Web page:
Thesis: Emotional Simulation of Alternative Events
Recent research regarding the imagination, or simulation, of future events has found beneficial effects of such imagination on emotion regulation and psychological well-being. While individuals often exhibit a bias towards positive future experiences (i.e., optimism bias), it may be beneficial to keep a flexible outlook on the future by generating different alternative outcomes to expected emotional future events. However, little is currently known about how generating alternative outcomes may affect the detail and memory of these future simulations. The present study aimed to examine individuals’ abilities to generate alternative better or worse outcomes to future events when there existed a prior positive or negative expectation about the outcome in question. This ability was assessed by examining (1) how levels of event detail differed among various alternative outcomes, and (2) how participants subsequently remembered alternative outcome simulations relative to the original events. Overall, there were no differences in levels of event detail between the various alternative event types; however, participants exhibited superior memory for emotion-congruent events (i.e., events with consistent valence between the initial event and alternative outcome) relative to emotion-incongruent events (i.e., events with the opposite valence between the initial event and alternative outcome). Additional analyses were conducted with respect to perceived valence and plausibility, as well as individual differences in optimism and pessimism. Furthermore, we explore some possible mechanisms behind the memory errors and propose a follow-up study to probe further into the source memory for these errors.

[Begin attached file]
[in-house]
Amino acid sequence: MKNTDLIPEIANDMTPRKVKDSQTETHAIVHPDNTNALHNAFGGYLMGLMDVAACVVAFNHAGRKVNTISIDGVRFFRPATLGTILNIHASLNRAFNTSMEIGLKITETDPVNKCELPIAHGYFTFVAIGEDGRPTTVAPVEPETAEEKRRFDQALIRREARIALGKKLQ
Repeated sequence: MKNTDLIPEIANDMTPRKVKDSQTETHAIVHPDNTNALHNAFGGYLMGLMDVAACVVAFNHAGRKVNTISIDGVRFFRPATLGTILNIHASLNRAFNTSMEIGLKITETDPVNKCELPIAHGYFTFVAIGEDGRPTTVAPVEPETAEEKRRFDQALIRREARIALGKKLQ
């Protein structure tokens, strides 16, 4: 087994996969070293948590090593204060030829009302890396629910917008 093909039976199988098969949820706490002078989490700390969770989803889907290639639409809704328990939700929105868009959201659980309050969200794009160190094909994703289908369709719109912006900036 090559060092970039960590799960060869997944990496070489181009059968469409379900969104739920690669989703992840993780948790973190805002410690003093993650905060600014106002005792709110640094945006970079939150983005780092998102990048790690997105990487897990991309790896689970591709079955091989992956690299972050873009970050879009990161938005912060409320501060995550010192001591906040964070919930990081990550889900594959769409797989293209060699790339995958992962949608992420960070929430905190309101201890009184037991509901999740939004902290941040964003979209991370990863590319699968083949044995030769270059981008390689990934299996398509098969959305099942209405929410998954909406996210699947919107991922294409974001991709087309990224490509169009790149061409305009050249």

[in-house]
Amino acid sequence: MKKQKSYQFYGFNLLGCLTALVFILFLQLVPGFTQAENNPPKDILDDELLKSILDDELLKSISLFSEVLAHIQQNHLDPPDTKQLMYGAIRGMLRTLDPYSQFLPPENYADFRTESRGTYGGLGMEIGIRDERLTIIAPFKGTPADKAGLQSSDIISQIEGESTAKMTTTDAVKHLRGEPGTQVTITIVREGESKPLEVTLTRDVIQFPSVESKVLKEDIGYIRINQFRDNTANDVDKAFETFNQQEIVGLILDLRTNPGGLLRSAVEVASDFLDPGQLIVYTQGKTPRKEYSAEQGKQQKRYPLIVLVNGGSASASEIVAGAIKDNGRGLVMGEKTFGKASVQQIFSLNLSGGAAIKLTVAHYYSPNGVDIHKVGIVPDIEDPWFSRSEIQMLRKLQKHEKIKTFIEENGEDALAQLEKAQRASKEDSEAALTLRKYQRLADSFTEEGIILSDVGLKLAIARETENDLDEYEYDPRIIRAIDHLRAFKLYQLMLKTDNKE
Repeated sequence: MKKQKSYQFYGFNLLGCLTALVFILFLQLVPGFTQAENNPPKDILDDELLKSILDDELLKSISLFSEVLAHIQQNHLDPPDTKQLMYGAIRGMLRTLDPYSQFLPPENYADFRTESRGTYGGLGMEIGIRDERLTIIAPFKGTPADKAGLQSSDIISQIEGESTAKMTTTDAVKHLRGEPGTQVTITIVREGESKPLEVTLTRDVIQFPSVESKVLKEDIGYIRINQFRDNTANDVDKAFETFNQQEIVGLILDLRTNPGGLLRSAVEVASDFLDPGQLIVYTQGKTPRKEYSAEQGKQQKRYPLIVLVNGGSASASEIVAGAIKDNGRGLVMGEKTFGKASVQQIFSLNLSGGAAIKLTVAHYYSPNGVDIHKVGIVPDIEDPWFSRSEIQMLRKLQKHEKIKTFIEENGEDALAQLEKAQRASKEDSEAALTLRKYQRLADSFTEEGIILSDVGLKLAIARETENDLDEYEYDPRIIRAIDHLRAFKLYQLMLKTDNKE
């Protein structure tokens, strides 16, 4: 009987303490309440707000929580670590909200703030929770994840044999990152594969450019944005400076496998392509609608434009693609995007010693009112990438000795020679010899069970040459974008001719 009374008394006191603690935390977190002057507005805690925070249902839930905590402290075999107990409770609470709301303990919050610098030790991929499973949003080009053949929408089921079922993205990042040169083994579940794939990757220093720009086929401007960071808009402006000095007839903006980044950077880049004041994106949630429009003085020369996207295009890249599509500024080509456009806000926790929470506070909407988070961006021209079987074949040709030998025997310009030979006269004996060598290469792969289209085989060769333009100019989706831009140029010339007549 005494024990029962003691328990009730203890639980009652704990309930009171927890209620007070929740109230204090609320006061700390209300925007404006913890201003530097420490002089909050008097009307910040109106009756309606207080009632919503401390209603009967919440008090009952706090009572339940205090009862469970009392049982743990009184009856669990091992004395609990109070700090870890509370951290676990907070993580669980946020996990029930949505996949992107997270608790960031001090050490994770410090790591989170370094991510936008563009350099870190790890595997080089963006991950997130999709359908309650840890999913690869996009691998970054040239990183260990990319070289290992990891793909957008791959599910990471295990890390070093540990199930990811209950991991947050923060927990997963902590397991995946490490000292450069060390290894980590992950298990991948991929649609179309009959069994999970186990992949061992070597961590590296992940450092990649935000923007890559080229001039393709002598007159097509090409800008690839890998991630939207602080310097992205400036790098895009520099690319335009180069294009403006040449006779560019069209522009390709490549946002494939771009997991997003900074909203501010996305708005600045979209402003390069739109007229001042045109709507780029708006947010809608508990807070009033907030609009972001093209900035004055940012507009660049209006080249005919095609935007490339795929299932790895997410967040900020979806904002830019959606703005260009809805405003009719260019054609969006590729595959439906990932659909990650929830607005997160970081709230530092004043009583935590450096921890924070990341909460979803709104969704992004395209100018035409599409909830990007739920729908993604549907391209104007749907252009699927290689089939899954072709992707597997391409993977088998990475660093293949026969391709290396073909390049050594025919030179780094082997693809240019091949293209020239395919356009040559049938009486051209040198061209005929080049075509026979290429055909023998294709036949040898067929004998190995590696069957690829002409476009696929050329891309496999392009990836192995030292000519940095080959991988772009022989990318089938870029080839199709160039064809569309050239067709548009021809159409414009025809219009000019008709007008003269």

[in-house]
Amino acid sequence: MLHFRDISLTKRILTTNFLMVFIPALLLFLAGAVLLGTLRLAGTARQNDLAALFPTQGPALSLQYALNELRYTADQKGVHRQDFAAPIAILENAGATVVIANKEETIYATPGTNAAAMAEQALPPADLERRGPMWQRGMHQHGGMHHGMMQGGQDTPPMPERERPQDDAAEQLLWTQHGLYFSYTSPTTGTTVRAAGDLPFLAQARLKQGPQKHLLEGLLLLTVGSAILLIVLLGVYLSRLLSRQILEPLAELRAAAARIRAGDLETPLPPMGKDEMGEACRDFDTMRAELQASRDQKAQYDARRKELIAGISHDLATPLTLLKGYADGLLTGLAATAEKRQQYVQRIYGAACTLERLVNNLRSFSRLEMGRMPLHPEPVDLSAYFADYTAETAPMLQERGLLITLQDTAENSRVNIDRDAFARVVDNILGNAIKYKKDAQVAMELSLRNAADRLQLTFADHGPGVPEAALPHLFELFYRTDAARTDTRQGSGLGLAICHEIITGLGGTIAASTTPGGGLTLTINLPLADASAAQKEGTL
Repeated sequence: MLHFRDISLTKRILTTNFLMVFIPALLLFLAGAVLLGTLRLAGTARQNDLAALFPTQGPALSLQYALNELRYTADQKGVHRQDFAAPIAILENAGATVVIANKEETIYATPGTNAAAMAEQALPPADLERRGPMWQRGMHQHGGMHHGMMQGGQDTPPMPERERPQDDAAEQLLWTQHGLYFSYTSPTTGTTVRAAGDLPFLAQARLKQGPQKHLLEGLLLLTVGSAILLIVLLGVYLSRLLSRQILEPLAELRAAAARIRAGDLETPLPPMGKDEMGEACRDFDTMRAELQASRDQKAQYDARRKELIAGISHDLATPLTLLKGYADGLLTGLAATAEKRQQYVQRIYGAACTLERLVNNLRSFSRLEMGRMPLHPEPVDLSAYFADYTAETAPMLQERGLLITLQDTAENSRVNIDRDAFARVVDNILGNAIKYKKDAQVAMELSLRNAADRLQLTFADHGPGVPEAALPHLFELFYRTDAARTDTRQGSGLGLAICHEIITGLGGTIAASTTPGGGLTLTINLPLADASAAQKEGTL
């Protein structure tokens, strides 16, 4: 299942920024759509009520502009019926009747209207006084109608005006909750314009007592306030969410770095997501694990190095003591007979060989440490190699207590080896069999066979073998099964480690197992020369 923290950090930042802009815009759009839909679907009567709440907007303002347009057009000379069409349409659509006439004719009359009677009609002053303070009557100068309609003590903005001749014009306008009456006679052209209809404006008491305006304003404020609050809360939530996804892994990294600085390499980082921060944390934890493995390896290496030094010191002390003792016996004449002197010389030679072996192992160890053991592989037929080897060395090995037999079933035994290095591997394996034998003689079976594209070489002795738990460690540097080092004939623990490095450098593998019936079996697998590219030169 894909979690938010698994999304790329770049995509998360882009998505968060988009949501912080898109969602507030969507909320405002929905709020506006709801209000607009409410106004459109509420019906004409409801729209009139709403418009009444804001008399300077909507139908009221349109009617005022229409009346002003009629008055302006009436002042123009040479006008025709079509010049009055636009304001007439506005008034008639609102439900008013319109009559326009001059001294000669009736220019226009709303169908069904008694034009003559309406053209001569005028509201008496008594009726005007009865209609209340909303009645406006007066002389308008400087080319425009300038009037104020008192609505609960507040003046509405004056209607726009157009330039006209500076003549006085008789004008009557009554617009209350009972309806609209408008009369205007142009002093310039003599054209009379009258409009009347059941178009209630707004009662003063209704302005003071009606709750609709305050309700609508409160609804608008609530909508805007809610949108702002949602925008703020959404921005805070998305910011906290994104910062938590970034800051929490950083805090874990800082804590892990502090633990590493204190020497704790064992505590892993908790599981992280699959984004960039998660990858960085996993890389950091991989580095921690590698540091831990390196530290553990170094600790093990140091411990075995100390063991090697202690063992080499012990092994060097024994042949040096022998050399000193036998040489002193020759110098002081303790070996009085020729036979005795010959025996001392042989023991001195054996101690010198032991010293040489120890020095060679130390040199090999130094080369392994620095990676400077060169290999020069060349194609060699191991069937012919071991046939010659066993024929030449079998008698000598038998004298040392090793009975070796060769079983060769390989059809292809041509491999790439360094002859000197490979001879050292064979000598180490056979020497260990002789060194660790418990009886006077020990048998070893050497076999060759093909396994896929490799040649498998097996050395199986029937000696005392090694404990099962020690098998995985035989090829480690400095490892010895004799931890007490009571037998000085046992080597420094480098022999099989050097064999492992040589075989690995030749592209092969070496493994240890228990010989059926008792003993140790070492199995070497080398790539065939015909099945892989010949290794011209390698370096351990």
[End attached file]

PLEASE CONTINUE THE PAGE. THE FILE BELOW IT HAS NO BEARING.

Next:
(Here is a photo of me with my thesis at Widener Library!)
APA Style Writing